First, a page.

June 9, 2004 11:13 AM   Subscribe

Hey, look at this awesome bed. I want one, but sadly they cost a million euros each. Approximately. So: the pdf brochure on the site basically has enough information to build the bed yourself - it's just a simple wood frame and a couple cushions. How much would it cost to have someone built that for me, and who would I ask? I live in LA, if it matters.
posted by lbergstr to Food & Drink (20 answers total)
My landlord studied furniture making at some school in Rochester, NY. Perhaps if you can contact them they can give you a referral out in LA. You're in a huge metropolis that can offer you anything under the sun. Pick up the phone book.

Bear in mind, though, that custom craftsmen will charge you a lot of money to make a piece of furniture like this. Expect to pay 3X what you would pay for a comparable stylish bed in a furniture store.

For economy, your best bet is to find a carpenter who is willing to do fine-cut work, and hire him/her. Go down to a lumber yard and ask around. They may have a bulletin board of business cards up on the wall. Or ask around for an enterprising nephew/neighbor who has a table saw and can probably do the work.

Honestly, though, if you can see straight and cut an onion without hurting yourself, you could do the work, and what you save on labor you could spend on a table saw you'd get to keep. Think end tables. Think coffee table. Think bookshelves...
posted by scarabic at 11:27 AM on June 9, 2004

Sub question: why are the people in the brochure so sad? Is it because they paid all that money for the bed, and are so close, but both too embarrassed to broach the subject of sex?
posted by Capn at 11:29 AM on June 9, 2004

You might not even have to see straight or cut anything! At Home Depot they'll cut your boards for you for almost nothing. If you measure reeeeally carefully and plan ahead, you can walk out of a home store with almost all the work done. Especially for something as simple/modern/clean-lined as that bed.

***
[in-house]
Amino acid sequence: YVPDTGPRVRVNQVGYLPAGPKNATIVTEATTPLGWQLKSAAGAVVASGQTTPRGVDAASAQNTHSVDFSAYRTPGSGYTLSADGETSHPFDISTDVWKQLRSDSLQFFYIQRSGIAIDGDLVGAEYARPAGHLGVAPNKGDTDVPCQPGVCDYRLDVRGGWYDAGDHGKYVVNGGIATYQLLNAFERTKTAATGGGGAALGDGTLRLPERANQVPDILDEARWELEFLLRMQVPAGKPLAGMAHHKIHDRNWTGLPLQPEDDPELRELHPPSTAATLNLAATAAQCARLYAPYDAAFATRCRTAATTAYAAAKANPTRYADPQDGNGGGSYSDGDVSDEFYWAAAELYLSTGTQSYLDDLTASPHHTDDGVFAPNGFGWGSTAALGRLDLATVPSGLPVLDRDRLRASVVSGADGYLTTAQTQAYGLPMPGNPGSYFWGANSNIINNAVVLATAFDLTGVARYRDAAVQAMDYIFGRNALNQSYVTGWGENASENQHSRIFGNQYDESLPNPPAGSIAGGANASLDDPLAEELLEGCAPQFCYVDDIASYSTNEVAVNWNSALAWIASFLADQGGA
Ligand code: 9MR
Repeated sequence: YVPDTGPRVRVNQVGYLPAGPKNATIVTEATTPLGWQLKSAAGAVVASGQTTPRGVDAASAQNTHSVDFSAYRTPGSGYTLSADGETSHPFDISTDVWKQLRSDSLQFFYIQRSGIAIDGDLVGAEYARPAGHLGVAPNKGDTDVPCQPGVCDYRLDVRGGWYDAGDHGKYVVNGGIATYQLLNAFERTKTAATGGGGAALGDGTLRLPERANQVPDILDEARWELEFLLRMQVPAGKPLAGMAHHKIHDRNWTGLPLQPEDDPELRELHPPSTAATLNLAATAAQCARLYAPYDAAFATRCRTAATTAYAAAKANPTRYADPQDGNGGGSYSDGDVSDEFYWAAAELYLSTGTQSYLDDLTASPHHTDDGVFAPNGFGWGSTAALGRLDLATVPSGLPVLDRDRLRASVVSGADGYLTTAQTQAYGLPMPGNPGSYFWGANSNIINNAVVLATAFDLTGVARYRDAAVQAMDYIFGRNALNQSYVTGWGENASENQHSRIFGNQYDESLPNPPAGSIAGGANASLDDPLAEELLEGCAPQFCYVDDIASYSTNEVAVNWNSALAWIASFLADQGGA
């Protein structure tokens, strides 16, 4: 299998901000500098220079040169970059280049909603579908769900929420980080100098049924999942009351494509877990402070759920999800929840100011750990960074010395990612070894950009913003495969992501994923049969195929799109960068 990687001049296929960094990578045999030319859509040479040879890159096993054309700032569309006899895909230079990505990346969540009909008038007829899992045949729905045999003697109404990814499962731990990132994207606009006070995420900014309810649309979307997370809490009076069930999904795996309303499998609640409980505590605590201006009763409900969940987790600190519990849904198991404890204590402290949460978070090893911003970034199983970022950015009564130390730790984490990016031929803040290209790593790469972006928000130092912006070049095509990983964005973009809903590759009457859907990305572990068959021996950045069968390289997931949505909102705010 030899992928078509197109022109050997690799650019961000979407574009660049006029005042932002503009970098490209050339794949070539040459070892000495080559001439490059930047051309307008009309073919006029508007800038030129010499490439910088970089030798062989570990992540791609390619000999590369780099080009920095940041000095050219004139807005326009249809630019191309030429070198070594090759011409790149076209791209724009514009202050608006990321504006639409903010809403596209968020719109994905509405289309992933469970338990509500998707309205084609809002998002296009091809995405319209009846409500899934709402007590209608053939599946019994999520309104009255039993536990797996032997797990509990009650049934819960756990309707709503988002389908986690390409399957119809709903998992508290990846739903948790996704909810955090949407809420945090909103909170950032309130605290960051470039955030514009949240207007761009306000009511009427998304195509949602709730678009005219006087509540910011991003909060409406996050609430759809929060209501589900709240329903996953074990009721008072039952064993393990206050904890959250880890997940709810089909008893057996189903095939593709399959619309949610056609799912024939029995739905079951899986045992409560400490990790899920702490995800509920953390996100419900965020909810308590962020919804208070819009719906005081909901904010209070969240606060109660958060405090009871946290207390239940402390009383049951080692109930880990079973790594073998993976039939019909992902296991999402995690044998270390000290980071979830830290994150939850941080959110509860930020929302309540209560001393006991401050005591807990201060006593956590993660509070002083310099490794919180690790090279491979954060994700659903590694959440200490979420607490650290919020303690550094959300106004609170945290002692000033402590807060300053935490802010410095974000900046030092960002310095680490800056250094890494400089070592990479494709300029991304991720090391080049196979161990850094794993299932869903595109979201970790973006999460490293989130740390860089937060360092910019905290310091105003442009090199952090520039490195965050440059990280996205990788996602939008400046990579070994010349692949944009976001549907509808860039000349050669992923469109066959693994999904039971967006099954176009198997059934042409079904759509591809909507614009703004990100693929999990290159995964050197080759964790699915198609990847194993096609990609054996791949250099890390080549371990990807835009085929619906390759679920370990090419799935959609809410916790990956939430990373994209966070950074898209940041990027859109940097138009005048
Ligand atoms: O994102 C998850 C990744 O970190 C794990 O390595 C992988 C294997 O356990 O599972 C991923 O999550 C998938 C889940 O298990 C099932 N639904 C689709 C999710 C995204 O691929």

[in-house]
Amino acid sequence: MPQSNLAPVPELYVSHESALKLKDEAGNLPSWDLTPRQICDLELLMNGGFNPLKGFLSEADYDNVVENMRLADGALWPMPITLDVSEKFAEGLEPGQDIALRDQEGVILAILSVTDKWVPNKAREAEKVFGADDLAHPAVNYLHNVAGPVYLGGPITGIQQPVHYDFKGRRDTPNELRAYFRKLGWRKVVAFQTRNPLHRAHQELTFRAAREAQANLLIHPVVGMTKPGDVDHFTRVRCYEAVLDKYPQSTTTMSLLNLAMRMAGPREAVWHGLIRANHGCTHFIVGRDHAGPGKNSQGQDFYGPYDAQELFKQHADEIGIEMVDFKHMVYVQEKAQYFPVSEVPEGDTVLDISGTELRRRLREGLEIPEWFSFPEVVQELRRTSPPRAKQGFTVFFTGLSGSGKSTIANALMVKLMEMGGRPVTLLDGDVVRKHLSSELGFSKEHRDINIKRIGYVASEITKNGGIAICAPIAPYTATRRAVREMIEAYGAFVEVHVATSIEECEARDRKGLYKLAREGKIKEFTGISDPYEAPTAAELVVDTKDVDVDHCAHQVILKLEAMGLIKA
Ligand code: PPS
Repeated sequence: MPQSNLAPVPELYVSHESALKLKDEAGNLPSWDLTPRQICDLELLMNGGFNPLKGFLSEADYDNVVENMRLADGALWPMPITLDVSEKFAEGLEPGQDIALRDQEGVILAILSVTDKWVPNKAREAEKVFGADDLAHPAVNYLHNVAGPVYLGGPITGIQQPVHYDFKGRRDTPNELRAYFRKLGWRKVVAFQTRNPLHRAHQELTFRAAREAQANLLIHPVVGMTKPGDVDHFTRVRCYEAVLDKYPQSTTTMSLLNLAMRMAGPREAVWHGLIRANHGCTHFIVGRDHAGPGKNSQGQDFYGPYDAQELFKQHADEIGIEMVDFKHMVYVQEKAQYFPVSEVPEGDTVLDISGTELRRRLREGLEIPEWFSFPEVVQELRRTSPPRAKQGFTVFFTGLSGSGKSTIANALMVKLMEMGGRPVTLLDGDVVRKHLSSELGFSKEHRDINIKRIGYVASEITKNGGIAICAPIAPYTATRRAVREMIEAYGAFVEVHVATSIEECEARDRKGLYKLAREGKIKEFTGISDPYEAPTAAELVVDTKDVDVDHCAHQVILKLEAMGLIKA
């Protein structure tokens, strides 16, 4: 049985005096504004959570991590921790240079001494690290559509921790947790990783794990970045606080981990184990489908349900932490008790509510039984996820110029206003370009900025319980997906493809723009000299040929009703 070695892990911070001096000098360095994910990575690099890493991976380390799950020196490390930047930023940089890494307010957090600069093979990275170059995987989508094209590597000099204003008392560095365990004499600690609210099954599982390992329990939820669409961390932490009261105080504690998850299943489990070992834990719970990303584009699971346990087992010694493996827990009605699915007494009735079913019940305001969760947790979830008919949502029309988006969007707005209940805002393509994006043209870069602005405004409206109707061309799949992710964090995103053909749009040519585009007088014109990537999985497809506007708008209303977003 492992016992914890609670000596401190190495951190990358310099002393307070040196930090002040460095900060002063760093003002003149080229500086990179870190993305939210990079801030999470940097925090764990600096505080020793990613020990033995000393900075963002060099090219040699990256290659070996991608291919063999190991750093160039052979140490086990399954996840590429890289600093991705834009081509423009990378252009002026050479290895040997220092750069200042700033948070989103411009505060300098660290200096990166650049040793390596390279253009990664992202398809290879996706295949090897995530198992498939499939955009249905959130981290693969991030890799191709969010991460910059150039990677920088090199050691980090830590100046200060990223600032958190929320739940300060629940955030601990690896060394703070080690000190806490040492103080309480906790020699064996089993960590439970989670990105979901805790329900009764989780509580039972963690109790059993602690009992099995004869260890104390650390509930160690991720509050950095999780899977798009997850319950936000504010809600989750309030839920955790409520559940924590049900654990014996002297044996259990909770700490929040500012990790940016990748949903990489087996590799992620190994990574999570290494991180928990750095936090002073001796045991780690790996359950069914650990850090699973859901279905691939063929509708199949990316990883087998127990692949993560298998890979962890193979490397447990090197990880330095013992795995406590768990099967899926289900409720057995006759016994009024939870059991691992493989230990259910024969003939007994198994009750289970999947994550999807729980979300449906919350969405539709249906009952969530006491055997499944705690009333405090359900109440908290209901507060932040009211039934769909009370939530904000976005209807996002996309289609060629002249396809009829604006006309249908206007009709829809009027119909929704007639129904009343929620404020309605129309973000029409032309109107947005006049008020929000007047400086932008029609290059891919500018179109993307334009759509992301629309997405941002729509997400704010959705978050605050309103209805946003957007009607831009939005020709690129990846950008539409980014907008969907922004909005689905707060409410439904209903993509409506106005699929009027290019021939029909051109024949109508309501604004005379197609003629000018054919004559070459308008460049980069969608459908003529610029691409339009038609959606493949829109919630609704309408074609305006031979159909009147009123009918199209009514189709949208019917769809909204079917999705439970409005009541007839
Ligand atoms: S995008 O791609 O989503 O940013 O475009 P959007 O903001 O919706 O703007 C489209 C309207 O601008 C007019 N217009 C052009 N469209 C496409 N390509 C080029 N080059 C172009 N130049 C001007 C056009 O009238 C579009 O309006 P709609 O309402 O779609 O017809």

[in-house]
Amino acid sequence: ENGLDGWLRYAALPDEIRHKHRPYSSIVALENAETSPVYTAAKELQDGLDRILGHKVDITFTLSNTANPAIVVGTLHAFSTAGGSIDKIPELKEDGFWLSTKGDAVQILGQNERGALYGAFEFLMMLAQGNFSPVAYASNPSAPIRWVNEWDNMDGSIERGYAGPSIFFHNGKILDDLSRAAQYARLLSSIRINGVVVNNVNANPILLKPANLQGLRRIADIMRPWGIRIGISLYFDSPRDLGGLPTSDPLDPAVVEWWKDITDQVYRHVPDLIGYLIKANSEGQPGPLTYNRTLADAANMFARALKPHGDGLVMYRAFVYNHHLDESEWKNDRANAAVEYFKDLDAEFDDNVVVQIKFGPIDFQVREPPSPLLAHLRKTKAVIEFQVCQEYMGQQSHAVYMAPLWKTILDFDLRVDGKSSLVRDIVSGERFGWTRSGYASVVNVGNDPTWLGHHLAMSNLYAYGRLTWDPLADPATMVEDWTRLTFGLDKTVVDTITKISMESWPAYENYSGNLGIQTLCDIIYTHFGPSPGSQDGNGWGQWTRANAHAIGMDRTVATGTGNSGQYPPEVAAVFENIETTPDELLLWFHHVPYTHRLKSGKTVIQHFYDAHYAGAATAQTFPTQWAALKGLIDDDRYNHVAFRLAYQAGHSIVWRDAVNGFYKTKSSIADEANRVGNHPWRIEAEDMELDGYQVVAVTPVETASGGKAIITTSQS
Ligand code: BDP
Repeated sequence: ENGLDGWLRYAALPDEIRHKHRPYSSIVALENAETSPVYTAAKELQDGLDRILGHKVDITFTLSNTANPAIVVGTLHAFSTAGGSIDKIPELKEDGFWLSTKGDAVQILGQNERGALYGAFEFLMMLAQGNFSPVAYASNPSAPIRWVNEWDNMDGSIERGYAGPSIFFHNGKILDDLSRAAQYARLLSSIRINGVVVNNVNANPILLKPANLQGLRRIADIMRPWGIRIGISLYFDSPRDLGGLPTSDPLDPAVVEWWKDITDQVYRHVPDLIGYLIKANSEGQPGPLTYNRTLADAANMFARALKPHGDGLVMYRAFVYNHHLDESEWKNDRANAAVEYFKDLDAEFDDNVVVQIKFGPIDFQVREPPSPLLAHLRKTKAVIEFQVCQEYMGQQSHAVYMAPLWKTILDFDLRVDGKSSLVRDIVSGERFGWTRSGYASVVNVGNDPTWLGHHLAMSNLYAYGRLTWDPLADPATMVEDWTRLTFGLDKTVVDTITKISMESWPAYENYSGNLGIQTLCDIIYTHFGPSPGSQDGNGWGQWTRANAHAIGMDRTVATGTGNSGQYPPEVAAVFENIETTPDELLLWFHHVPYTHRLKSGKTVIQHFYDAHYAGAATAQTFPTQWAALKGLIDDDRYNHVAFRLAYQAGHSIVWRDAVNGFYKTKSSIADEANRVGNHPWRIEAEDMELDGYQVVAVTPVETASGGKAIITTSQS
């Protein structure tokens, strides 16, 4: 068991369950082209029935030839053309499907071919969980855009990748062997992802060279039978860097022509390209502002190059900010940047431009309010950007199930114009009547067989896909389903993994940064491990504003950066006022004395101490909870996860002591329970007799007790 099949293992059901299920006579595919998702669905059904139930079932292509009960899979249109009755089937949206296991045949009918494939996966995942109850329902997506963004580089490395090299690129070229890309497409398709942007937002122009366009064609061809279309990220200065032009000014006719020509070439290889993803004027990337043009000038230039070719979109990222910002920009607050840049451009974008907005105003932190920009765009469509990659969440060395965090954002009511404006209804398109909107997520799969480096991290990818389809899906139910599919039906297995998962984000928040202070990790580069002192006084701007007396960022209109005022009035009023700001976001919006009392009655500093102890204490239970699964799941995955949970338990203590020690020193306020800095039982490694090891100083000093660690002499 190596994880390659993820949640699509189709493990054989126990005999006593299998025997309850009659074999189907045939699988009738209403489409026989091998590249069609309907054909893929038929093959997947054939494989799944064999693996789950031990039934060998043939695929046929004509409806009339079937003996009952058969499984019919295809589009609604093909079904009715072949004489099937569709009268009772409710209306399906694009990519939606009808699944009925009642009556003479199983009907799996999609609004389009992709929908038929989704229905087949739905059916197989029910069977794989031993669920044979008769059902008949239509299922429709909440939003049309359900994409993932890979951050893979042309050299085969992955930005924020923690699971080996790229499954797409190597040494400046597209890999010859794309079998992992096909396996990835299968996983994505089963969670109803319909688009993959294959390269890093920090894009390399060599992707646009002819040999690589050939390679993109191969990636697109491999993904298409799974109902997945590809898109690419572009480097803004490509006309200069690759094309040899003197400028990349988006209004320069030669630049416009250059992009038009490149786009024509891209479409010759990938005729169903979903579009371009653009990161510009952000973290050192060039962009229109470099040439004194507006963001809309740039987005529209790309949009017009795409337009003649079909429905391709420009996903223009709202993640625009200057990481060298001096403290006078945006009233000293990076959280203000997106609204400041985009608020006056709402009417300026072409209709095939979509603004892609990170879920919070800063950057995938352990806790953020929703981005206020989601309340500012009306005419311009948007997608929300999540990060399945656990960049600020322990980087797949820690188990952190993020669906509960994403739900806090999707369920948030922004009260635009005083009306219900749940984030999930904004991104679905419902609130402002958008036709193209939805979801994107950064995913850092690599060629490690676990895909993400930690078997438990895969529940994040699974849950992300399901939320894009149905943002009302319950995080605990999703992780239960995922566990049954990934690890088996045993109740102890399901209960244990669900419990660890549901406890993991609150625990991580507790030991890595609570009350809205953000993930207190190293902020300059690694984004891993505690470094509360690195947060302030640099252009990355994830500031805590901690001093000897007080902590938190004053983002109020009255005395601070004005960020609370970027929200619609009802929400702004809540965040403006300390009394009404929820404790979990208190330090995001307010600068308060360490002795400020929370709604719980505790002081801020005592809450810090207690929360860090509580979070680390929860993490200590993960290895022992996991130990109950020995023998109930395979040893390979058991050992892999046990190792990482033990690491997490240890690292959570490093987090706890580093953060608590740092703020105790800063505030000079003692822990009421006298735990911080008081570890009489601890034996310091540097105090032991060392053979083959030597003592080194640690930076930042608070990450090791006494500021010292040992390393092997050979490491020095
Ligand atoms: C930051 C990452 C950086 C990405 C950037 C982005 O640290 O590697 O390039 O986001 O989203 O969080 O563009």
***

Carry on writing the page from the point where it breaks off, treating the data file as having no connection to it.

posted by bcwinters at 11:30 AM on June 9, 2004

Looking these plans over, it appears that the bed could made made from two to three sheets of MDF, which is probably about $40 per sheet. The bed that I see there would take me (a hobbyist) 3 full days to make, but a much more experienced wood worker could make it in 1 to 2 days. Expect it to cost $300-500 including materials.

I hate to rain on your parade, but the design as I see it is functional, but it looks like the center will bow/crack/break over time especially with humidity. The sharp corners and edges will be painful to bump into and it will be knuckle-busting to put sheets on the mattress...
posted by plinth at 11:48 AM on June 9, 2004

For the price they're asking--what, Eu1130 for the king-size?--you won't find a custom builder that cheap. If it's well-made, that's a reasonable price.
posted by adamrice at 11:51 AM on June 9, 2004

Good points, thanks.

If it's well-made, that's a reasonable price.

Yeah, but I'm still in a bit of a student mindset. Anything more than a $150 futon just seems wrong.

it looks like the center will bow/crack/break over time especially with humidity

Really? Why? The bed is raised slightly, and I'm assuming what's holding it up is solid wood (or something...) Would it be possible to have that support material be strong enough not to bow/crack/break?

I'm hoping bcwinters is right. I have a couple friends who are architecture students who could help me with the plans.
posted by lbergstr at 12:05 PM on June 9, 2004